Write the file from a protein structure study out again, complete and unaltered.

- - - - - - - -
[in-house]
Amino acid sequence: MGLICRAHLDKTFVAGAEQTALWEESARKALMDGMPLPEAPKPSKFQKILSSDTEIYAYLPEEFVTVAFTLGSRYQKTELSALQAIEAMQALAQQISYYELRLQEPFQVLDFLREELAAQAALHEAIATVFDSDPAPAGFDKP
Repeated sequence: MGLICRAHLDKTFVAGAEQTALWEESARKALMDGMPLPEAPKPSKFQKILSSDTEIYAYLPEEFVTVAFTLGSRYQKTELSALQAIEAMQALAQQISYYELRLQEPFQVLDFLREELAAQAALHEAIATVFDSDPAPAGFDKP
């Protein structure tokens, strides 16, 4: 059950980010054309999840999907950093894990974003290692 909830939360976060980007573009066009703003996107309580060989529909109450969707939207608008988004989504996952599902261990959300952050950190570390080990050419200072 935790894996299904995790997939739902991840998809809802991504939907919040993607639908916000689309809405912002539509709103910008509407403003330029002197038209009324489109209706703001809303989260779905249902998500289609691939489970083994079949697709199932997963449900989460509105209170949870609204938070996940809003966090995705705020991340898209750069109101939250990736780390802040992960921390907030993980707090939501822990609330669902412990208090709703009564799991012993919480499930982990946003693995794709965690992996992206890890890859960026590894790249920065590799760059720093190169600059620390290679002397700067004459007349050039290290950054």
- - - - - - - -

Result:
[in-house]
Amino acid sequence: MGLICRAHLDKTFVAGAEQTALWEESARKALMDGMPLPEAPKPSKFQKILSSDTEIYAYLPEEFVTVAFTLGSRYQKTELSALQAIEAMQALAQQISYYELRLQEPFQVLDFLREELAAQAALHEAIATVFDSDPAPAGFDKP
Repeated sequence: MGLICRAHLDKTFVAGAEQTALWEESARKALMDGMPLPEAPKPSKFQKILSSDTEIYAYLPEEFVTVAFTLGSRYQKTELSALQAIEAMQALAQQISYYELRLQEPFQVLDFLREELAAQAALHEAIATVFDSDPAPAGFDKP
């Protein structure tokens, strides 16, 4: 059950980010054309999840999907950093894990974003290692 909830939360976060980007573009066009703003996107309580060989529909109450969707939207608008988004989504996952599902261990959300952050950190570390080990050419200072 935790894996299904995790997939739902991840998809809802991504939907919040993607639908916000689309809405912002539509709103910008509407403003330029002197038209009324489109209706703001809303989260779905249902998500289609691939489970083994079949697709199932997963449900989460509105209170949870609204938070996940809003966090995705705020991340898209750069109101939250990736780390802040992960921390907030993980707090939501822990609330669902412990208090709703009564799991012993919480499930982990946003693995794709965690992996992206890890890859960026590894790249920065590799760059720093190169600059620390290679002397700067004459007349050039290290950054």